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Yesterday I had to parse a very simple binary data file - the rule is, look for two bytes in a row that are both 0xAA, then the next byte will be a length byte, then skip 9 bytes and output the given amount of data from there. Repeat to the end of the file.

My solution did work, and was very quick to put together (even though I am a C programmer at heart, I still think it was quicker for me to write this in Python than it would have been in C) - BUT, it is clearly not at all Pythonic and it reads like a C program (and not a very good one at that!)

What would be a better / more Pythonic approach to this? Is a simple FSM like this even still the right choice in Python?

My solution:

#! /usr/bin/python

import sys

f = open(sys.argv[1], "rb")

state = 0

if f:
    for byte in
        a = ord(byte)       
        if state == 0:
            if a == 0xAA:
                state = 1
        elif state == 1:
            if a  == 0xAA:
                state = 2
                state = 0
        elif state == 2:
            count = a;
            skip = 9
            state = 3
        elif state == 3:
            skip = skip -1
            if skip == 0:
                state = 4
        elif state == 4:
             print "%02x" %a
             count = count -1 
             if count == 0:
                 state = 0
                 print "\r\n"
share|improve this question
Looks fine to me. That's how I write 'em. – Ignacio Vazquez-Abrams May 26 '10 at 19:41
Well, first you need a beer volcano, then preferably a pirate outfit... Hold on, which FSM are we talking about here? – Conspicuous Compiler May 26 '10 at 20:07
I must be tired; I keep reading FSM as Flying Spaghetti Monster. – Donal Fellows May 26 '10 at 20:08

7 Answers 7

up vote 4 down vote accepted

You could give your states constant names instead of using 0, 1, 2, etc. for improved readability.

You could use a dictionary to map (current_state, input) -> (next_state), but that doesn't really let you do any additional processing during the transitions. Unless you include some "transition function" too to do extra processing.

Or you could do a non-FSM approach. I think this will work as long as 0xAA 0xAA only appears when it indicates a "start" (doesn't appear in data).

with open(sys.argv[1], 'rb') as f:
    contents =
    for chunk in contents.split('\xaa\xaa')[1:]:
        length = ord(chunk[0])
        data = chunk[10:10+length]
        print data

If it does appear in data, you can instead use string.find('\xaa\xaa', start) to scan through the string, setting the start argument to begin looking where the last data block ended. Repeat until it returns -1.

share|improve this answer
Brilliant - thank you! I knew there'd be some way like this but couldn't quite get my head round it. – Vicky May 27 '10 at 8:41
Oh - 0xAA 0xAA does not appear in valid data. It might conceivably appear in the junk between chunks of valid data, in which case neither your solution nor mine (nor any other solution AFAICT) can handle it. – Vicky May 27 '10 at 8:42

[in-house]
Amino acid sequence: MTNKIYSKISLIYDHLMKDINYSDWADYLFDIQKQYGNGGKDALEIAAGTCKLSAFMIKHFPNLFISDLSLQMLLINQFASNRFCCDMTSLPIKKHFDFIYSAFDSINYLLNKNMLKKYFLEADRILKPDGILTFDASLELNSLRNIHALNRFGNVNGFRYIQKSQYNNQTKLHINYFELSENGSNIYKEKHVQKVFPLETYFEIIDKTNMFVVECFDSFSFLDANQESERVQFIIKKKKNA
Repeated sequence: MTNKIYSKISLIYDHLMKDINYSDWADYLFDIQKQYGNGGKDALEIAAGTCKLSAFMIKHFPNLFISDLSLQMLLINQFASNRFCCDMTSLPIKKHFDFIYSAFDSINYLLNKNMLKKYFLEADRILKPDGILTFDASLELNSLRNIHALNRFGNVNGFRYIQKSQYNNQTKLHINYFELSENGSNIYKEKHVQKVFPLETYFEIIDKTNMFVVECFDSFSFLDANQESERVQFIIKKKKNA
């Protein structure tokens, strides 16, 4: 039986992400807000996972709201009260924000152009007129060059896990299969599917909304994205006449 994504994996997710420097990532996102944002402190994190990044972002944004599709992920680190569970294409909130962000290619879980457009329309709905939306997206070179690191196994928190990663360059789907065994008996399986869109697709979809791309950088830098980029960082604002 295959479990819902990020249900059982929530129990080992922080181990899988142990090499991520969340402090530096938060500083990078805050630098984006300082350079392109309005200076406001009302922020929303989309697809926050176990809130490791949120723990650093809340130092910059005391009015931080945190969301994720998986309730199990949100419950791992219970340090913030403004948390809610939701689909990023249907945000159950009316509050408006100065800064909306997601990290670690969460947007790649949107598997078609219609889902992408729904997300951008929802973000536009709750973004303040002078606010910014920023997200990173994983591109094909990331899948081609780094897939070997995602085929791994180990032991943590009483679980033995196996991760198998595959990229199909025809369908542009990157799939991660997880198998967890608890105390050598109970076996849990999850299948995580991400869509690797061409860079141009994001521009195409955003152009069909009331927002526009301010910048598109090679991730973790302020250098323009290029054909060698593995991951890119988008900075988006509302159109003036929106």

I think your solution looks fine, except you should replace count = count - 1 with count -= 1.

This is one of those times where fancy code-show-offs will come up ways of have dicts mapping states to callables, with a small driver function, but it isn't better, just fancier, and using more obscure language features.

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The coolest way I've seen to implement FSMs in Python has to be via generators and coroutines. See this Charming Python post for an example. Eli Bendersky also has an excellent treatment of the subject.

If coroutines aren't familiar territory, David Beazley's A Curious Course on Coroutines and Concurrency is a stellar introduction.

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Wow! Thanks---I've started reading the Beazley reference, and it's going to take most of the evening, but it has already been worth it. – Pierce May 26 '10 at 21:04
It's phenomenal. I come from a heavily (OK, entirely) imperative background, and it completely blew my mind the first time I read it. – Hank Gay May 26 '10 at 21:36
Interesting - thank you! Probably overkill for my specific case, but very cool nonetheless. – Vicky May 27 '10 at 8:44

I suggest checking out chapter 4 of Text Processing in Python by David Mertz. He implements a state machine class in Python that is very elegant.

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I think the most pythonic way would by like what FogleBird suggested, but mapping from (current state, input) to a function which would handle the processing and transition.

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I am a little apprehensive about telling anyone what's Pythonic, but here goes. First, keep in mind that in python functions are just objects. Transitions can be defined with a dictionary that has the (input, current_state) as the key and the tuple (next_state, action) as the value. Action is just a function that does whatever is necessary to transition from the current state to the next state.

There's a nice looking example of doing this at I haven't used it, but from a quick read it seems like it covers everything.

A similar question was asked/answered here a couple of months ago: You might find looking at those responses useful as well.

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You can use regexps. Something like this code will find the first block of data. Then it's just a case of starting the next search from after the previous match.

find_header = re.compile('\xaa\xaa(.).{9}', re.DOTALL)
m =
if m:
    length = chr(
    data = input_text[m.end():m.end() + length]
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